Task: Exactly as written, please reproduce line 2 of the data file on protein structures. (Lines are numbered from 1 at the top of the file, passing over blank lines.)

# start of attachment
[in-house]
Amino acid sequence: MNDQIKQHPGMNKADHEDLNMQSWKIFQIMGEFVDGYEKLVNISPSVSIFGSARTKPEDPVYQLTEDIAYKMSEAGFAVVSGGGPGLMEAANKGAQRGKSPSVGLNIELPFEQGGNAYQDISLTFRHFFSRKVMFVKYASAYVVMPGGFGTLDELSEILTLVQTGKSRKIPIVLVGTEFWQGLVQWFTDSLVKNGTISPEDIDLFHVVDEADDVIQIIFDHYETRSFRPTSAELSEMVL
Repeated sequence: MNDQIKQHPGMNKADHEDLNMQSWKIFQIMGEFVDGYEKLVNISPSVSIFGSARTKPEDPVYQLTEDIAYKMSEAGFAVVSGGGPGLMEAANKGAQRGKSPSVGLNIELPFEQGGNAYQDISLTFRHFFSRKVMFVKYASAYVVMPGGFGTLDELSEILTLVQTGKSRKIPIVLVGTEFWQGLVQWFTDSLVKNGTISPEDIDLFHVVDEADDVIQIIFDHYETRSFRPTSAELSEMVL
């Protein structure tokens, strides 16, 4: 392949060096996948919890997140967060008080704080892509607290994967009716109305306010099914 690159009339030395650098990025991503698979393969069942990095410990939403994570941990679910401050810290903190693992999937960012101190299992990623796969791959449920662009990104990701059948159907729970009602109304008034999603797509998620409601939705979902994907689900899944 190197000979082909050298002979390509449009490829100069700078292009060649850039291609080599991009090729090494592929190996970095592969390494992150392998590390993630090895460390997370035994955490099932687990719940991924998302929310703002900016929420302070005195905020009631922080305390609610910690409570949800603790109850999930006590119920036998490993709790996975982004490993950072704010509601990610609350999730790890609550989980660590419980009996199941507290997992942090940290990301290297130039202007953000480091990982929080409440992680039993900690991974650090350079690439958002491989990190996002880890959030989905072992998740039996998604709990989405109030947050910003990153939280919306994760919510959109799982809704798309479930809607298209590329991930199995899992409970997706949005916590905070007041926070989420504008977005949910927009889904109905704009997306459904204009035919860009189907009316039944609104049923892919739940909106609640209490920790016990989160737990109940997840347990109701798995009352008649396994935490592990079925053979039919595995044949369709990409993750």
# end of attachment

Amino acid sequence: MNDQIKQHPGMNKADHEDLNMQSWKIFQIMGEFVDGYEKLVNISPSVSIFGSARTKPEDPVYQLTEDIAYKMSEAGFAVVSGGGPGLMEAANKGAQRGKSPSVGLNIELPFEQGGNAYQDISLTFRHFFSRKVMFVKYASAYVVMPGGFGTLDELSEILTLVQTGKSRKIPIVLVGTEFWQGLVQWFTDSLVKNGTISPEDIDLFHVVDEADDVIQIIFDHYETRSFRPTSAELSEMVL